‘My unconventional approach to psychotherapy has always seemed as natural as second-sight or far-memory,’ wrote Joan Grant in Many Lifetimes. She continued:

‘I presumed this stemmed from Egyptian incarnations until, in 1945, I began to record Return to Elysium. I was born in Greece towards the end of the second century BC; my name was Lucina, and I was the ward and pupil of a philosopher who, on his estate near Athens, tried to cure patients by convincing them that sanity consisted in accepting that they had no hope of immortality.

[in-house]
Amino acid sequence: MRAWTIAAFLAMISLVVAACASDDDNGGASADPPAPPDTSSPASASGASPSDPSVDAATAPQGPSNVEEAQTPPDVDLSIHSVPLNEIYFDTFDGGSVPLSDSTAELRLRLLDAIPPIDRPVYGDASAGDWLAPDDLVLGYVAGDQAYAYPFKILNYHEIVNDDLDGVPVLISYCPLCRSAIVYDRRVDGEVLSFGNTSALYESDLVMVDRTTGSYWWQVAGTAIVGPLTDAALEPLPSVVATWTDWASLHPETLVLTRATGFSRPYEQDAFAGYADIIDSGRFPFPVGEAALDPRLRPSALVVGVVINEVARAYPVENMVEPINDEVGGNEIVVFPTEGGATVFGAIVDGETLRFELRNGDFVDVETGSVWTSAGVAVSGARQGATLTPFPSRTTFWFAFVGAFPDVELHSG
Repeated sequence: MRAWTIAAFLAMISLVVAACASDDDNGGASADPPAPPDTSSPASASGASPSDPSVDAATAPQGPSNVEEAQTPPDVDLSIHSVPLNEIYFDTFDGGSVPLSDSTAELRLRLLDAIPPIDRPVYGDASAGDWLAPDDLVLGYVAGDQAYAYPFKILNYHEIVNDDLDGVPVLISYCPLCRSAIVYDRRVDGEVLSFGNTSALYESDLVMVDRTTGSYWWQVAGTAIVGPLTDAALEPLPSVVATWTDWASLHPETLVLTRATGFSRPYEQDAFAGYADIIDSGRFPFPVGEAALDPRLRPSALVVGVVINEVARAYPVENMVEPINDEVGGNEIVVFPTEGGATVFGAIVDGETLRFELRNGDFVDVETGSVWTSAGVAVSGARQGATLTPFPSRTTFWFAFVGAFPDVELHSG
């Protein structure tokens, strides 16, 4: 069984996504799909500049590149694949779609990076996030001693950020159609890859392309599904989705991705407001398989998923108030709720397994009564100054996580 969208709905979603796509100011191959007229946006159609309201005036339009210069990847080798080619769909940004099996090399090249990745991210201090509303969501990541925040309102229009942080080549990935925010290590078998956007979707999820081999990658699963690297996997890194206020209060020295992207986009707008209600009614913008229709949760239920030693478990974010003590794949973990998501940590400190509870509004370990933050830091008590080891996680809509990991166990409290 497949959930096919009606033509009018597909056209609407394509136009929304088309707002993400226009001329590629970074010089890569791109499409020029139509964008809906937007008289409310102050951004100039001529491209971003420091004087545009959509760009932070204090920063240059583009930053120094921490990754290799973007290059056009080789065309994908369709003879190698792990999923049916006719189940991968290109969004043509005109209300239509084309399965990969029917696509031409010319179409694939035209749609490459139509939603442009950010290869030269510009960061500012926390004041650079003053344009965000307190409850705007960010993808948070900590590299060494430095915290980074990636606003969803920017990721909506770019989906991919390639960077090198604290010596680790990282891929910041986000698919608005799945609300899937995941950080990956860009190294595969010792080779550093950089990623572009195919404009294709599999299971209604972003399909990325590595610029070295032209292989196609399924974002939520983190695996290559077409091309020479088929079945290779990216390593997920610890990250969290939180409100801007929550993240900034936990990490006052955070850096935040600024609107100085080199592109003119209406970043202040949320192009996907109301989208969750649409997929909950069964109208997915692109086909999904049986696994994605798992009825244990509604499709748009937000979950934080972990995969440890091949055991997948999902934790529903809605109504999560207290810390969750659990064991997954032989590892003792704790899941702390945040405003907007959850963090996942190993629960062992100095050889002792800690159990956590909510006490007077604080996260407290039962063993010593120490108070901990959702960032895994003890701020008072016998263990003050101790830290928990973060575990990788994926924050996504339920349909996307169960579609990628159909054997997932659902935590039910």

‘Lucina had retained sufficient far-memory to know that this was nonsense, and eventually, after undergoing many “scientific” tests, was able to convince her guardian, to whom she was devoted, that there was a fundamental flaw in his cherished premise. Instead of being glad of this insight he became distraught; so Lucina went to Rome and established a flourishing, if somewhat discreditable practice on an island in the Tiber.’